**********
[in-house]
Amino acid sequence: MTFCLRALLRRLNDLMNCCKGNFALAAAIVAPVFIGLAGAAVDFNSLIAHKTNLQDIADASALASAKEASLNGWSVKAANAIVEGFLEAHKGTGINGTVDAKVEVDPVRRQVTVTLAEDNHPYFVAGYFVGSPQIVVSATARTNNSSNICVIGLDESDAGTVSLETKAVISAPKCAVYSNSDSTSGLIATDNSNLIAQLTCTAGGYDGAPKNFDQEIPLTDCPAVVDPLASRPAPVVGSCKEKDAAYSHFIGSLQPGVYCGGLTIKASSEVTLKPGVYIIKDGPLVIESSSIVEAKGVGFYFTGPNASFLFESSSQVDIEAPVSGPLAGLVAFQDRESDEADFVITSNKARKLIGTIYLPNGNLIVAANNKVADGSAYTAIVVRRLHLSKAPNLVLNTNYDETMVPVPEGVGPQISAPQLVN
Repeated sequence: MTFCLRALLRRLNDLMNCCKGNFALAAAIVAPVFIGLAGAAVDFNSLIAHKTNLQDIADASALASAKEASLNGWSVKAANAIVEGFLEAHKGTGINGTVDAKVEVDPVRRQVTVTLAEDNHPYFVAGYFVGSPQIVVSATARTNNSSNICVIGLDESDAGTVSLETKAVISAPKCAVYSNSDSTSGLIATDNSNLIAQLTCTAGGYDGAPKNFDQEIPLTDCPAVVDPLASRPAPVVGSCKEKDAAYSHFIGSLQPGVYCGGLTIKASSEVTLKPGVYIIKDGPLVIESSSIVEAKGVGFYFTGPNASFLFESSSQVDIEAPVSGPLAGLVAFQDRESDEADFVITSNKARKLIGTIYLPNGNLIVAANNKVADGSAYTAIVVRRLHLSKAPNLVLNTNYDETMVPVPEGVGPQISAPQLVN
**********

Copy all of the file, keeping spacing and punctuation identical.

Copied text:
[in-house]
Amino acid sequence: MTFCLRALLRRLNDLMNCCKGNFALAAAIVAPVFIGLAGAAVDFNSLIAHKTNLQDIADASALASAKEASLNGWSVKAANAIVEGFLEAHKGTGINGTVDAKVEVDPVRRQVTVTLAEDNHPYFVAGYFVGSPQIVVSATARTNNSSNICVIGLDESDAGTVSLETKAVISAPKCAVYSNSDSTSGLIATDNSNLIAQLTCTAGGYDGAPKNFDQEIPLTDCPAVVDPLASRPAPVVGSCKEKDAAYSHFIGSLQPGVYCGGLTIKASSEVTLKPGVYIIKDGPLVIESSSIVEAKGVGFYFTGPNASFLFESSSQVDIEAPVSGPLAGLVAFQDRESDEADFVITSNKARKLIGTIYLPNGNLIVAANNKVADGSAYTAIVVRRLHLSKAPNLVLNTNYDETMVPVPEGVGPQISAPQLVN
Repeated sequence: MTFCLRALLRRLNDLMNCCKGNFALAAAIVAPVFIGLAGAAVDFNSLIAHKTNLQDIADASALASAKEASLNGWSVKAANAIVEGFLEAHKGTGINGTVDAKVEVDPVRRQVTVTLAEDNHPYFVAGYFVGSPQIVVSATARTNNSSNICVIGLDESDAGTVSLETKAVISAPKCAVYSNSDSTSGLIATDNSNLIAQLTCTAGGYDGAPKNFDQEIPLTDCPAVVDPLASRPAPVVGSCKEKDAAYSHFIGSLQPGVYCGGLTIKASSEVTLKPGVYIIKDGPLVIESSSIVEAKGVGFYFTGPNASFLFESSSQVDIEAPVSGPLAGLVAFQDRESDEADFVITSNKARKLIGTIYLPNGNLIVAANNKVADGSAYTAIVVRRLHLSKAPNLVLNTNYDETMVPVPEGVGPQISAPQLVN